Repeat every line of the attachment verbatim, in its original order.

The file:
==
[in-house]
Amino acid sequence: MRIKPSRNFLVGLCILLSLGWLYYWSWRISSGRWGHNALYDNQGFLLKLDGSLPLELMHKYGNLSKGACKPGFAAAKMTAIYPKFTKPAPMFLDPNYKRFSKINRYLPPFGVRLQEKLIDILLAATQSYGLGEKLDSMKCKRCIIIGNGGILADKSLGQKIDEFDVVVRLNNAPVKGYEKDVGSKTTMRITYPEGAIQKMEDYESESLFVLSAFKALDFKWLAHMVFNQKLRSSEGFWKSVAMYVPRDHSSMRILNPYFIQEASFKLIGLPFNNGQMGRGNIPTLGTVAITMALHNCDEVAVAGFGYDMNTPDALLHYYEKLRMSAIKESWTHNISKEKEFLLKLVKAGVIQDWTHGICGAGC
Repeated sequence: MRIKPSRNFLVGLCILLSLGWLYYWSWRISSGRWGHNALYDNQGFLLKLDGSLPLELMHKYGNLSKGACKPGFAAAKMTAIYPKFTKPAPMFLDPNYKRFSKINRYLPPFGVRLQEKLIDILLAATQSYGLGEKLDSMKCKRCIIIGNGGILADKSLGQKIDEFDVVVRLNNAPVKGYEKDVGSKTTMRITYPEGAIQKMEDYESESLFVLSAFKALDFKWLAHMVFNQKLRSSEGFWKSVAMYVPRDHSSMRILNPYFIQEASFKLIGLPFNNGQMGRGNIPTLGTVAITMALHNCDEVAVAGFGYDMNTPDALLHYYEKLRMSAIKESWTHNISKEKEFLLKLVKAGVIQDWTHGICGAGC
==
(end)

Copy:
[in-house]
Amino acid sequence: MRIKPSRNFLVGLCILLSLGWLYYWSWRISSGRWGHNALYDNQGFLLKLDGSLPLELMHKYGNLSKGACKPGFAAAKMTAIYPKFTKPAPMFLDPNYKRFSKINRYLPPFGVRLQEKLIDILLAATQSYGLGEKLDSMKCKRCIIIGNGGILADKSLGQKIDEFDVVVRLNNAPVKGYEKDVGSKTTMRITYPEGAIQKMEDYESESLFVLSAFKALDFKWLAHMVFNQKLRSSEGFWKSVAMYVPRDHSSMRILNPYFIQEASFKLIGLPFNNGQMGRGNIPTLGTVAITMALHNCDEVAVAGFGYDMNTPDALLHYYEKLRMSAIKESWTHNISKEKEFLLKLVKAGVIQDWTHGICGAGC
Repeated sequence: MRIKPSRNFLVGLCILLSLGWLYYWSWRISSGRWGHNALYDNQGFLLKLDGSLPLELMHKYGNLSKGACKPGFAAAKMTAIYPKFTKPAPMFLDPNYKRFSKINRYLPPFGVRLQEKLIDILLAATQSYGLGEKLDSMKCKRCIIIGNGGILADKSLGQKIDEFDVVVRLNNAPVKGYEKDVGSKTTMRITYPEGAIQKMEDYESESLFVLSAFKALDFKWLAHMVFNQKLRSSEGFWKSVAMYVPRDHSSMRILNPYFIQEASFKLIGLPFNNGQMGRGNIPTLGTVAITMALHNCDEVAVAGFGYDMNTPDALLHYYEKLRMSAIKESWTHNISKEKEFLLKLVKAGVIQDWTHGICGAGC